"You call 1-800-4my-xbox, pretend to be that person, make up a story about how your little brother put in the information on the account and it was all fake," stated the Clan Infamous website. "You might get one little piece of information per call, but then you keep calling and keep calling, every time getting a little bit more information...once you have enough information you can get the password (and) the Windows Live ID reset."

Account hijacking in online games is nothing new. Online gamers have frequently been the targets of password-stealing Trojan horse programs that grab credentials so data thieves can break into a victim's accounts. In December, Chinese authorities arrested a 44-member ring of thieves that had mined stolen accounts for virtual goods to sell online.

In the latest case, grabbing the accounts gives that attackers fodder to boost their own rankings in the Halo 2 grading system. Halo 2 is not the only game plagued by the issues. Victims have also complained about losing accounts for Microsoft's Gears of War and Sega's Phantasy Star Online - the latter a massively multiplayer online role-playing game whose accounts can be mined for virtual items.

Secure remote control for conventional and virtual desktops

More from The Register

next story
One HUNDRED FAMOUS LADIES exposed NUDE online
Celebrity women victimised as Apple iCloud accounts reportedly popped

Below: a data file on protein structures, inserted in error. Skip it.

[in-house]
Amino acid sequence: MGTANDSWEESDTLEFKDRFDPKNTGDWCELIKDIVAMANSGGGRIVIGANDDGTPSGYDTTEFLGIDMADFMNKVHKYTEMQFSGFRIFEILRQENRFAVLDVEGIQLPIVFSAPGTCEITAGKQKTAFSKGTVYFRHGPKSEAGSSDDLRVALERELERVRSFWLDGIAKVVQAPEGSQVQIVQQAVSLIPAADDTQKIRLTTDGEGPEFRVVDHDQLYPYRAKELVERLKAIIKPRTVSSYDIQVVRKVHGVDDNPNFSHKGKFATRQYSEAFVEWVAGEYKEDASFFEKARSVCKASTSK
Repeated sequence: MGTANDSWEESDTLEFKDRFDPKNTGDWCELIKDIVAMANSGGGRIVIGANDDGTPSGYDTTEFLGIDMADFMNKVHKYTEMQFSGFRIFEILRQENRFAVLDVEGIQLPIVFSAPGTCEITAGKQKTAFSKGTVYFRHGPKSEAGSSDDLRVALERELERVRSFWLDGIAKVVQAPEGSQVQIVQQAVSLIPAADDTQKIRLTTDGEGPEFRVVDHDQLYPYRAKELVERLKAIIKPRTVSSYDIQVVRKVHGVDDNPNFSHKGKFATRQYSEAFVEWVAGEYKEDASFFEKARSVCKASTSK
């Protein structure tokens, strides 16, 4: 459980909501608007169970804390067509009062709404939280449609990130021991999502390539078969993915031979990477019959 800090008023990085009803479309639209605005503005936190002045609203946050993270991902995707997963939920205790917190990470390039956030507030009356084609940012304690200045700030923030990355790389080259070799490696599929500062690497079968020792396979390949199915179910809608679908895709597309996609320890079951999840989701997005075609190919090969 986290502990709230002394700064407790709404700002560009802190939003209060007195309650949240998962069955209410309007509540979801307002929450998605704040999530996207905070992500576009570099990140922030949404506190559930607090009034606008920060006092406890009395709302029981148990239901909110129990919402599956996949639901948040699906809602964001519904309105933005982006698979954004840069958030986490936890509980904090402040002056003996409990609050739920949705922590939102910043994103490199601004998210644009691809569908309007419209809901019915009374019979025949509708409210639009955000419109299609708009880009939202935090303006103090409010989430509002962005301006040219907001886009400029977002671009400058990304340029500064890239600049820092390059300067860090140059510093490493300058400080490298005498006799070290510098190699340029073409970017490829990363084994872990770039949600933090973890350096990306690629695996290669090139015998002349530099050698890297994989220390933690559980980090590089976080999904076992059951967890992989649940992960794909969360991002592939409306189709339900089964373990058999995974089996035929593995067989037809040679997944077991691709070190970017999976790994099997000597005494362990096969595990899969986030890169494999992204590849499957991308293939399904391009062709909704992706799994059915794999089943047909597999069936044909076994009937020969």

Rubbish WPS config sees WiFi router keys popped in seconds
Another day, another way in to your home router
Goog says patch⁵⁰ your Chrome
64-bit browser loads cat vids FIFTEEN PERCENT faster!
NZ Justice Minister scalped as hacker leaks emails
Grab your popcorn: Subterfuge and slur disrupts election run up
HP: NORKS' cyber spying efforts actually a credible cyberthreat
'Sophisticated' spies, DIY tech and a TROLL ARMY – report
NIST to sysadmins: clean up your SSH mess
Too many keys, too badly managed
Scratched PC-dispatch patch patched, hatched in batch rematch
Windows security update fixed after triggering blue screens (and screams) of death
Attack flogged through shiny-clicky social media buttons
66,000 users popped by malicious Flash fudging add-on
New Snowden leak: How NSA shared 850-billion-plus metadata records
'Federated search' spaffed info all over Five Eyes chums
prev story

Whitepapers

Endpoint data privacy in the cloud is easier than you think
Innovations in encryption and storage resolve issues of data privacy and key requirements for companies to look for in a solution.
Implementing global e-invoicing with guaranteed legal certainty
Explaining the role local tax compliance plays in successful supply chain management and e-business and how leading global brands are addressing this.
Advanced data protection for your virtualized environments
Find a natural fit for optimizing protection for the often resource-constrained data protection process found in virtual environments.
Boost IT visibility and business value
How building a great service catalog relieves pressure points and demonstrates the value of IT service management.
Next gen security for virtualised datacentres
Legacy security solutions are inefficient due to the architectural differences between physical and virtual environments.